Quebec farmer finds velvetleaf solution for his fields
January 15, 2013 - Velvetleaf. Even hearing the word can give the most resolute farmer a headache. Knowing it is in your field, means knowing the challenge of trying to get rid of it — and the staggering yield reductions that can result if you don't.
The highly invasive weed has a distinctive cluster of seed pods that can produce up to 17,000 seeds per plant. These seeds can remain viable in soil for over 50 years. And when it grows, velvetleaf is highly competitive, significantly robbing corn and soybean yields.
Raymond Durivage, co-owner of Ferme EDPA in St-Édouard, has found a solution that works for his family's farm operation. And it is one he recommends to other growers who want to rid their fields of velvetleaf early in the season.
"For the past several years we have used Integrity," says Durivage, who runs a 1,000-acre cash crop farm with his father and brother where they rotate corn, soybeans and wheat as well as raise pigs and beef cows. "It's the only herbicide currently on the market that we find is the most efficient and has the most residual effect in our fields that allow us to not have any velvetleaf problems throughout the season."
First introduced into North America as a fibre crop in the mid-1700s, it was believed that the Canadian climate would be too harsh for velvetleaf to localize in Eastern Canada. However, by the 1980s, it had started to become a problem in Quebec. Today, velvetleaf is one of the major troublesome weeds for corn and soybean farmers in Quebec, Eastern Canada and throughout most of the United States.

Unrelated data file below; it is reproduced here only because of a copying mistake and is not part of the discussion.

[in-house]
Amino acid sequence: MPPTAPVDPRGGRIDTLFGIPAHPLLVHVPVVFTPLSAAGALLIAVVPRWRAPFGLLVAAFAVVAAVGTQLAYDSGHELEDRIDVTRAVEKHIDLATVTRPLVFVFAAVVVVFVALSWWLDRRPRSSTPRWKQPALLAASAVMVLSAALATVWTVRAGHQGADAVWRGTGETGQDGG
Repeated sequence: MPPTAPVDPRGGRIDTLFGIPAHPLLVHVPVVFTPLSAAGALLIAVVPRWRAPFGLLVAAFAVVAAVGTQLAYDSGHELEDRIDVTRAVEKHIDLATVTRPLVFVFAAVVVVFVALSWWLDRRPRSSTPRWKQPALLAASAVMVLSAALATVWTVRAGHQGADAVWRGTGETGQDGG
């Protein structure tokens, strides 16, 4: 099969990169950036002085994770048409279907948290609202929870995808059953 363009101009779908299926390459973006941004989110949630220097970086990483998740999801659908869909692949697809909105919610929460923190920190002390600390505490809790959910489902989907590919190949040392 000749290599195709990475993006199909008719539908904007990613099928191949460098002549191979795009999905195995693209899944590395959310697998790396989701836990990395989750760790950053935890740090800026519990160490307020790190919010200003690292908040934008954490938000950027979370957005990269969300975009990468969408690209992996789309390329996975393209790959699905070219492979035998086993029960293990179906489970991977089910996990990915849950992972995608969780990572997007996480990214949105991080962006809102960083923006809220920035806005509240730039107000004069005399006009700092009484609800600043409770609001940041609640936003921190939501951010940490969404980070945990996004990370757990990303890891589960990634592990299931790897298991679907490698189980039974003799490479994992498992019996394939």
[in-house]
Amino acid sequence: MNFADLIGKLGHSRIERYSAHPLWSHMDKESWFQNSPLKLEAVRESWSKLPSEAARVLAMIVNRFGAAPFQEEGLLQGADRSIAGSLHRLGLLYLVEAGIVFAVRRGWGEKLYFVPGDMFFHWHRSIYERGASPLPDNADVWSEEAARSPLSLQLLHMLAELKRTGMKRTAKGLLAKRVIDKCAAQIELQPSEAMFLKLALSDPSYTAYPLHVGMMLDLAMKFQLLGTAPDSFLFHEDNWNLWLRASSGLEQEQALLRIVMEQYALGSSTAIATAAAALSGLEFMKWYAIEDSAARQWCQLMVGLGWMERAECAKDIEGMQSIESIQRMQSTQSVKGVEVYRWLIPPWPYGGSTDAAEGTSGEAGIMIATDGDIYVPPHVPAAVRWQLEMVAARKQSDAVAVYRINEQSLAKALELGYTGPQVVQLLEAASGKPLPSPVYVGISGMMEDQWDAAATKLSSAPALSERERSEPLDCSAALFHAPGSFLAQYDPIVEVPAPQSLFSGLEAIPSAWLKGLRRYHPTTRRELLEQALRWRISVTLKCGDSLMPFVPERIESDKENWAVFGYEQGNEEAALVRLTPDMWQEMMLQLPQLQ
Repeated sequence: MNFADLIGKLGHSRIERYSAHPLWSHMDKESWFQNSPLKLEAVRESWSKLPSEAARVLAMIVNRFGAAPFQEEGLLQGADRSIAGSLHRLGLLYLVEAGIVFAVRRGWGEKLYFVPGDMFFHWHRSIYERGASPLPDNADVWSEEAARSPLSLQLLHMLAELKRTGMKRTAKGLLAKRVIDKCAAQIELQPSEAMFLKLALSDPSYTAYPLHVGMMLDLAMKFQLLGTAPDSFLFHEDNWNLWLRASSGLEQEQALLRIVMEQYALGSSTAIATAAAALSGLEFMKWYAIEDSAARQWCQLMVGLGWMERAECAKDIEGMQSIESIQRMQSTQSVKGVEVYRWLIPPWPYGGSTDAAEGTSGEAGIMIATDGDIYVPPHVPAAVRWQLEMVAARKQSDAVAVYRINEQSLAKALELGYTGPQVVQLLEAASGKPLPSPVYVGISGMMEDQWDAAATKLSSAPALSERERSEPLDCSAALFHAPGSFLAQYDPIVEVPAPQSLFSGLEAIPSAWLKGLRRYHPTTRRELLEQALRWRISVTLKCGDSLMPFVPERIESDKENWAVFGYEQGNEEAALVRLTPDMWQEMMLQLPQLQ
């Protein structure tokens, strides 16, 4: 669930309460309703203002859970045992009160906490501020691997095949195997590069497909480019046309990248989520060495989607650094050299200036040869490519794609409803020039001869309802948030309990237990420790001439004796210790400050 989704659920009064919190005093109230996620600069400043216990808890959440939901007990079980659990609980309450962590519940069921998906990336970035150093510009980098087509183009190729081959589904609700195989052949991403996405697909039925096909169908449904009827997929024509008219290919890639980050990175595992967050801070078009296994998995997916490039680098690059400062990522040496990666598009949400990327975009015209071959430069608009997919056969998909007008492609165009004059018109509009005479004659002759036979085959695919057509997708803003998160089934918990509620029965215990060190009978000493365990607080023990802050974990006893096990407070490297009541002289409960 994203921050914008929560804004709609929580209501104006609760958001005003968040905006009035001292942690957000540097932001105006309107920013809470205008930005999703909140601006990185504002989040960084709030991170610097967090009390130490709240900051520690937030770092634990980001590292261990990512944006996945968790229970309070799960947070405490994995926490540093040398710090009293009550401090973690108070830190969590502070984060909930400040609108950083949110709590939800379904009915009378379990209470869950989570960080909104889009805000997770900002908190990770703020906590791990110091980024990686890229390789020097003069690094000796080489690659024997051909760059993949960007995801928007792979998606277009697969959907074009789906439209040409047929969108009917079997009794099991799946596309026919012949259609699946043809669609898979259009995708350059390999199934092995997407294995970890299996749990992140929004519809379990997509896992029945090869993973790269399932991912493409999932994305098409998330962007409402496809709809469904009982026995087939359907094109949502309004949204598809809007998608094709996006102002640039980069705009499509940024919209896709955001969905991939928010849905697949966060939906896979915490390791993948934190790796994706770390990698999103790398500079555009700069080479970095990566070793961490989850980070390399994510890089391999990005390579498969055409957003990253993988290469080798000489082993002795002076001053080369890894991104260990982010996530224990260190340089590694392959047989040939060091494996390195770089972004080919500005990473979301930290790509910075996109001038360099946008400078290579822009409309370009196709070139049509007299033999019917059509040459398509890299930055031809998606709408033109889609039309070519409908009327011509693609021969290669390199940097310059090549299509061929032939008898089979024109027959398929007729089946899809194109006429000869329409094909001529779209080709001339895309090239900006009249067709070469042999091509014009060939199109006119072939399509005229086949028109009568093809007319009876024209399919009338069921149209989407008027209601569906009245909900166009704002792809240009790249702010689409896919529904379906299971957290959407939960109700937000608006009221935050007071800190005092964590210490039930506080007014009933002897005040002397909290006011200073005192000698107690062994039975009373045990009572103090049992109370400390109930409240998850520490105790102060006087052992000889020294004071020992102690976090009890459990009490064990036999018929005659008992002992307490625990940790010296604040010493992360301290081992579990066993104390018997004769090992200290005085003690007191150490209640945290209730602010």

"Integrity uses next-generation technology to take down velvetleaf," says Jean-François Foley, a Business Representative for BASF Canada. "It's a unique chemistry that uses two modes of action to control the tough weeds and resistant biotypes that older chemistries can't handle."
In addition to velvetleaf and many other tough weeds such as Eastern black night shade, Integrity controls glyphosate-resistant, triazine-resistant and group two-resistant biotypes. Applied early pre-plant, pre-plant incorporated or pre-emergence, its convenient low use rates provide excellent residual weed control and great follow crop flexibility.
At Durivage's farm, they apply Integrity early in the season to control velvetleaf and other problem weeds that appear in the fields where they spread liquid manure. It's where they face the most velvetleaf pressure because the weed's seeds can be carried in the manure.
"I would suggest all growers who would like to have a clean field early in the season to use Integrity so they can have a rebalanced field in 12 to15 weeks," says Durivage.